Learning About the Signs of Opioid Addiction Can Help You Understand Opioid Abuse and Treatment
Before we can start looking at the signs of opioid addiction, we need to understand exactly what an opioid is. This includes addressing questions such as the difference between opiates vs opioids and opioid abuse and treatment. Opiates cover a wide variety of different prescription and recreational drugs including oxycodone, hydrocodone, fentanyl, codeine, morphine, heroin, and opium.
Symptoms and Signs of Opioid Addiction
While the most notable sign of any addiction is it’s continued use despite consequences to one’s life, health, and finances, there are a number of other signs of opioid addiction that can be seen in a person’s behavior and appearance. While none of these are concrete evidence of someone’s addiction, they can be helpful in discerning the signs of opiate withdrawal and abuse.
Physical Signs of Opioid Addiction
- Sedated Behavior or Drowsiness
- Trouble Focusing, Irregular Confusion
- Constricted Pupils
- Slowed, Labored, or Depressed Breathing
- Nodding Off, Trouble Staying Awake, or Loss of Consciousness
- Trouble Using the Bathroom or Constipation
Behavioral Signs of Opioid Addiction
- Seeing Multiple Doctors, or Having Multiple Prescriptions for the Same Medications
- Irregular or Dramatic Mood Swings
- An Excess of Empty Pill Bottles
- Isolation, or Irregular Antisocial Behavior
- Sudden and Uncharacteristic Financial Problems
When looking at opiates vs opioids, and the dangers of opioid addiction, one of the key components that generally gets a lot of attention in pop culture is opiate withdrawals. Signs of opiate withdrawal can be clear indicators of abuse and can be uncomfortable, and even dangerous, for the user. We took the liberty of making a list of the most common signs of opiate withdrawal.
Signs of Opiate Withdrawal
- Migraines and Headaches
- Nausea and Vomiting
- Diarrhea and Irregular Bowel Movements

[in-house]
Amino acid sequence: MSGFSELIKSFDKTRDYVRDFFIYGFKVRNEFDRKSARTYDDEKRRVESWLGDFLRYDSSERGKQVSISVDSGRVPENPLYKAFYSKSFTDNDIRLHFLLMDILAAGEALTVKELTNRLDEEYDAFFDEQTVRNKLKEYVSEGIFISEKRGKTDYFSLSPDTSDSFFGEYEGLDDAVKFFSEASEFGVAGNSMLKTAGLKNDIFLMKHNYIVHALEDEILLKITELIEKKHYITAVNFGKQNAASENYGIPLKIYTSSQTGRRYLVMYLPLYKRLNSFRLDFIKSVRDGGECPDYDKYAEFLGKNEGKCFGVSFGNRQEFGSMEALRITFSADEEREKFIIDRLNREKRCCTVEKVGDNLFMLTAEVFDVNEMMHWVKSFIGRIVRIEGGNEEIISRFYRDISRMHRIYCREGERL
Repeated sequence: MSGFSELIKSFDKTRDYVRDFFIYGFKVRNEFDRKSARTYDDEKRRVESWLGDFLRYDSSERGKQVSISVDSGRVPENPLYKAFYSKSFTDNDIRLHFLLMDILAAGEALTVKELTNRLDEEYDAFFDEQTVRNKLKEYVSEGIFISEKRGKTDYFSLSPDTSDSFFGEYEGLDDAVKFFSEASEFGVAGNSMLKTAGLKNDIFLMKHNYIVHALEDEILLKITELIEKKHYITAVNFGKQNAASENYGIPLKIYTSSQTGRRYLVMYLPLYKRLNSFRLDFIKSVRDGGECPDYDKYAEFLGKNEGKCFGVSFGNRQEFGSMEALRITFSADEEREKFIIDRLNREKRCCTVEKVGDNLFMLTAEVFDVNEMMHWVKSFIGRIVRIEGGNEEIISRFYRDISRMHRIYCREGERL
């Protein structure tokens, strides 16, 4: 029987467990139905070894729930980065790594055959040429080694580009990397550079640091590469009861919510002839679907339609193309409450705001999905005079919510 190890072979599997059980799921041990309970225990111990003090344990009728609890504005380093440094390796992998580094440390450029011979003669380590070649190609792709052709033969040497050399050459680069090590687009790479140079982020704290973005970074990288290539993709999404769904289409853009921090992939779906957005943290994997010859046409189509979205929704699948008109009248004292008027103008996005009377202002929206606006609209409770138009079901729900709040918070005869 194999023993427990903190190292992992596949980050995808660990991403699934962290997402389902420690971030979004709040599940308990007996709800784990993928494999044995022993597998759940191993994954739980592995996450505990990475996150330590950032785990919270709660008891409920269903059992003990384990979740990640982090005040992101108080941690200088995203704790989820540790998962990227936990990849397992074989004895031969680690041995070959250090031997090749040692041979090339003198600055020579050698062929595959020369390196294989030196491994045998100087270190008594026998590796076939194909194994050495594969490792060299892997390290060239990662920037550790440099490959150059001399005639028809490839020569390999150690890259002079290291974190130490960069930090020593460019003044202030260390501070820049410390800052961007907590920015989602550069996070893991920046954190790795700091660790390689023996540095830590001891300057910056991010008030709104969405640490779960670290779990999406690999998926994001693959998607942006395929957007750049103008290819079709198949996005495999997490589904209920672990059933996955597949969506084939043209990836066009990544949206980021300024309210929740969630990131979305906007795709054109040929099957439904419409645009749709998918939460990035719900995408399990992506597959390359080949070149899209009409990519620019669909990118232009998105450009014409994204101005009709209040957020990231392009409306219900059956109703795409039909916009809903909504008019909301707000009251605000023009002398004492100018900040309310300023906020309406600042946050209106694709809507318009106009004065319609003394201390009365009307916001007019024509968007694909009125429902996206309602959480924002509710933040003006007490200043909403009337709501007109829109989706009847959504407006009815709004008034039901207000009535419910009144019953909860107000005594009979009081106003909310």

- Excessive Sweating and Irregular Body Temperatures
- Exhaustion and Fatigue
- Anxiety and Nervousness
- Trouble Sleeping and Insomnia
Opiate Abuse Treatment
Opiate abuse treatment starts with a consultation and counseling with an on-staff psychologist. These sort of counseling session generally start with questions like how did you start taking opiates, how long have you been taking opiates, when was the last time you took the drug, and how did you usually get the drug?
These questions help opiate abuse treatment centers create an initial detox plan, and give them a general guideline in starting your recovery process. Of course, this will not be the only psychology or therapy treatments, but there needs to be a jumping off point to kick-off opiate abuse treatment. Depending on the intensity of the signs of opioid addiction and the signs of opiate withdrawal, recovering addicts may need medications to help create a more comfortable detox. For example, suboxone, methadone, and buprenorphine are common drugs used to assist patients who are withdrawing from opioids. While these medications can be extremely helpful, it’s important to only use these under strict medical supervision, as they are still prescription medications, which present their own benefits and risks. After going through detox the true recovery can begin, with hard focuses on relapse prevention and create healthier more effective coping skills to assist patients as they try to obtain a life free of drugs.
If you or someone you love is showing signs of opioid addiction, signs of opiate withdrawal, or opioid abuse, then treatment may be the difference between a healthy life of recovery, or a life of pain and addiction struggles. Don’t let addiction take a hold of your life, choose life, choose sobriety.
If you or a loved one needs help with abuse and/or treatment, please call the WhiteSands Treatment at (877) 855-3470. Our addiction specialists can assess your recovery needs and help you get the addiction treatment that provides the best chance for your long-term recovery.